There are few things that make me feel more helpless than my cystic acne. Unlike pimples or blackheads, extractions won't work on them (unless I want to ruin my skin), as the build-up is beneath the skin rather than above. I just have to power through it, applying topicals and hoping it goes away after a week. However, those pesky bumps often take their time, staying glued to my face for up to a week. And while I've come across some great spot treatments for when they're already on the surface, I hadn't really found anything that outright prevented the appearance. That is until I gave into the CBD for acne trend.
I was admittedly a bit pessimistic about the trendy ingredient. Not because I don't believe in the benefits of CBD, but because it's showing up in basically every aspect of beauty, without much science to back it up. However, when I came across a chic sheet mask from MASK promising to sooth acne-prone skin, I decided to give it a try. Knowing that my monthly cycle was near, I applied it one night before bed, and saved the excess serum of CBD, hyaluronic acid, aloe vera, and manuka honey extract in the fridge. But I knew that a one-time try wouldn't be enough. So for two months, I'd use the excess serum on my chin and jawline area right before my period began (and before the cystic bumps sprouted up). Like magic, the bumps didn't appear at all, giving me one less thing to be emotional about.
"Treating both inflammation and oil production, CBD targets the two biggest culprits in cases of active acne," Dr. Deanne Mraz Robinson, MD of Modern Dermatology in Connecticut says. "Additionally, CBD packs vitamins A, D, and E, and essential fatty acids, which all promote healthy skin. Acne is an inflammatory skin condition, so soothing products that lower inflammation will improve outbreaks." The ingredient also assists in regulating skin hydration and oil production on the sebaceous glans. "By reducing inflammation, it may allow sebum produced to travel to the surface without becoming clogged and trapped below the skin's surface," Robinson says.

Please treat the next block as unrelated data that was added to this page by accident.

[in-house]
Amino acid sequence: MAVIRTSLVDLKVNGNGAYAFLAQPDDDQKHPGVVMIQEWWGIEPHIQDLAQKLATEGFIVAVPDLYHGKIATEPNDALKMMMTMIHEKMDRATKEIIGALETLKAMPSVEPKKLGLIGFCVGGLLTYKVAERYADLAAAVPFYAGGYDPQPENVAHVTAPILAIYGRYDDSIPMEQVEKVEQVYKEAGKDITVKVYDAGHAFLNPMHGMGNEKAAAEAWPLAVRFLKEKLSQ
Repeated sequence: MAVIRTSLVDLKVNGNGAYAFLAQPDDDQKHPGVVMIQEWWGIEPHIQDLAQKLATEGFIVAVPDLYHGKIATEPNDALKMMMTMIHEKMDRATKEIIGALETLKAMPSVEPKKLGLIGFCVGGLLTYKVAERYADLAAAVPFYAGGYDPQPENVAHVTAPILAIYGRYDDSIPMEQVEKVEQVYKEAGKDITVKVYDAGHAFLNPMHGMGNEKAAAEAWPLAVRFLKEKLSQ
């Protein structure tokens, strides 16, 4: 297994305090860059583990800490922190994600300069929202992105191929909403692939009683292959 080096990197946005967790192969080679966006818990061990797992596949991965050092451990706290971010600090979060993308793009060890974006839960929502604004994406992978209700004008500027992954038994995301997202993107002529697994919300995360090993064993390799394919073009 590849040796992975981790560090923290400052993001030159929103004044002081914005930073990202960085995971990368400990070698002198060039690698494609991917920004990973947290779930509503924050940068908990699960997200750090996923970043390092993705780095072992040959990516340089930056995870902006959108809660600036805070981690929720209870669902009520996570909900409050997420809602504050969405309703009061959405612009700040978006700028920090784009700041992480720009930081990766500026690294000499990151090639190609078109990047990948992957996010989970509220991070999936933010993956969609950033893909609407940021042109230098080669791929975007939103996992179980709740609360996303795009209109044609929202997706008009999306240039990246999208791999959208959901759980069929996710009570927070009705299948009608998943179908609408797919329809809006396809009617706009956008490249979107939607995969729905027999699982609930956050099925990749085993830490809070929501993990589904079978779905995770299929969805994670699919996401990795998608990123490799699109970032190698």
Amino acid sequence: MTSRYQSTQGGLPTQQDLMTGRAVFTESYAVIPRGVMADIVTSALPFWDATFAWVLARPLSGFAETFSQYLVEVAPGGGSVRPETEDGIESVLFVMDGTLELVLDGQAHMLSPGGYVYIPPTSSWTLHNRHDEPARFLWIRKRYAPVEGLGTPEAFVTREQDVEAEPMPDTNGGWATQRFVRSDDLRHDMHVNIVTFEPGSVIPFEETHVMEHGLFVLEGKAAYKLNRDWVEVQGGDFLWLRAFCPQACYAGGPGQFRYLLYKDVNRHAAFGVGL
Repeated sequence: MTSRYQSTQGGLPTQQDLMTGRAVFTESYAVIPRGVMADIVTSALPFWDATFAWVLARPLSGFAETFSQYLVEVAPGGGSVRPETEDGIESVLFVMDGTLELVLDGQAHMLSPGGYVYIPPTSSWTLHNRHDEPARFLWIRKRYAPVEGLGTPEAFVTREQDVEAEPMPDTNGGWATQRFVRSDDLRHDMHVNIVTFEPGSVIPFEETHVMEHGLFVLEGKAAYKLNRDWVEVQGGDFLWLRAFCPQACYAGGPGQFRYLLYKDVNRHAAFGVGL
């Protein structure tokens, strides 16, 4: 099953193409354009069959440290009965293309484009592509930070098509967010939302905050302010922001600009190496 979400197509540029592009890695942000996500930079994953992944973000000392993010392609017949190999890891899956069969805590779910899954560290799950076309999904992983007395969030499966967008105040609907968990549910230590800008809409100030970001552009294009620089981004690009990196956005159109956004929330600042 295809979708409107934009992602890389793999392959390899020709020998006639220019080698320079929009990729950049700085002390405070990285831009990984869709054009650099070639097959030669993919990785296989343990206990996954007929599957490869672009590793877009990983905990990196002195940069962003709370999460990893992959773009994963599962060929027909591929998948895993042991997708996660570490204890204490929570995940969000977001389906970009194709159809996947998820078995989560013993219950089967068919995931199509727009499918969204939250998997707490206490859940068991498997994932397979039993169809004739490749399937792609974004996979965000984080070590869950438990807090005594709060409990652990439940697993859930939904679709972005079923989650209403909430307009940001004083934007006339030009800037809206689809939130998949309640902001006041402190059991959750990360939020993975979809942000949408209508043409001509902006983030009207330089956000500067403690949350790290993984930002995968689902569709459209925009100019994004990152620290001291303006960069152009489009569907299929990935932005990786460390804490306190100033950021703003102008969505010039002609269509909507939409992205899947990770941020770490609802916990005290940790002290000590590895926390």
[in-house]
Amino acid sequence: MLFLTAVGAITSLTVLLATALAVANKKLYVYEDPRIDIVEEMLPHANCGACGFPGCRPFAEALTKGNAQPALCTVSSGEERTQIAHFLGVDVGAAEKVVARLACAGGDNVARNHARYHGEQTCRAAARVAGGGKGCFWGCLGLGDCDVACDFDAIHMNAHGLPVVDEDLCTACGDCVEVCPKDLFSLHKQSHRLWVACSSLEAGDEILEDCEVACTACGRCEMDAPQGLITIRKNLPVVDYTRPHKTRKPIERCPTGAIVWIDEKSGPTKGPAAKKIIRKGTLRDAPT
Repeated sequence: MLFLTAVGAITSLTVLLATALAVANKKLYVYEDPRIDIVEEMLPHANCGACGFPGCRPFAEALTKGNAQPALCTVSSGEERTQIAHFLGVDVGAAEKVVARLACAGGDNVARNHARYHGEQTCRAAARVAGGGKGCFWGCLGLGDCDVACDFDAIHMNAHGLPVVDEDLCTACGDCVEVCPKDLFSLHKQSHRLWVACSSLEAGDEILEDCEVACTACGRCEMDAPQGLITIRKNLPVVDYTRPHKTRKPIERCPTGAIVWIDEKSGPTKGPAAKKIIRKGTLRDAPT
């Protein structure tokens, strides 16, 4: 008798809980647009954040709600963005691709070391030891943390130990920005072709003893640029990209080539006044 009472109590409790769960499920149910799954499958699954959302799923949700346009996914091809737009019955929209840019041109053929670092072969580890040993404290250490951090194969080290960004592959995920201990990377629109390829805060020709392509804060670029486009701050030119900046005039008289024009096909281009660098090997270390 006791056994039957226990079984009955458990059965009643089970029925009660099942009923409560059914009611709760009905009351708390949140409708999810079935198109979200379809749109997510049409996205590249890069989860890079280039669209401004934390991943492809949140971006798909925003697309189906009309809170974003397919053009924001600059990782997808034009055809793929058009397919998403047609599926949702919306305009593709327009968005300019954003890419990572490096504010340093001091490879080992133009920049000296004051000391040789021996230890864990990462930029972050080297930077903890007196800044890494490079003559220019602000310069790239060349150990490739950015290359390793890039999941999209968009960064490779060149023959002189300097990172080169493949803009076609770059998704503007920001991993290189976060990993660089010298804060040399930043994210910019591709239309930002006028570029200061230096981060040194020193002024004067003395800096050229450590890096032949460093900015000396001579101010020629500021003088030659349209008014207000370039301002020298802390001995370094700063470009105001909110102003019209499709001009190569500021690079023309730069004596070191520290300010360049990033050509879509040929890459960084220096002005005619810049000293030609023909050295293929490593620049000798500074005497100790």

However, there's still research to be done on the buzzy ingredient. "CBD does have anti-inflammatory properties so for that reason it may have some benefit, but clinical studies on a final formulation is always necessary to determine if a specific product is actually beneficial in the skin," Dr. Carl Thornfeldt, MD, Idaho-based clinical dermatologist says.
To reap the greatest benefits of CBD, Dr. Robinson suggests applying your CBD skincare first, preferably at night. "I would suggest you think of CBD as a vitamin or supplement - a concentrated ingredient that will be most effective when it is applied to clean skin," Dr. Robinson says insisting that the active ingredient can be used with other ingredients that follow. "Also CBD and hemp are not the same thing, so don't expect the same results!"
Dr. Deanne Mraz Robinson, MD of Modern Dermatology in Connecticut.
Dr. Carl Thornfeldt, MD, Dermatologist at CT Derm in Idaho.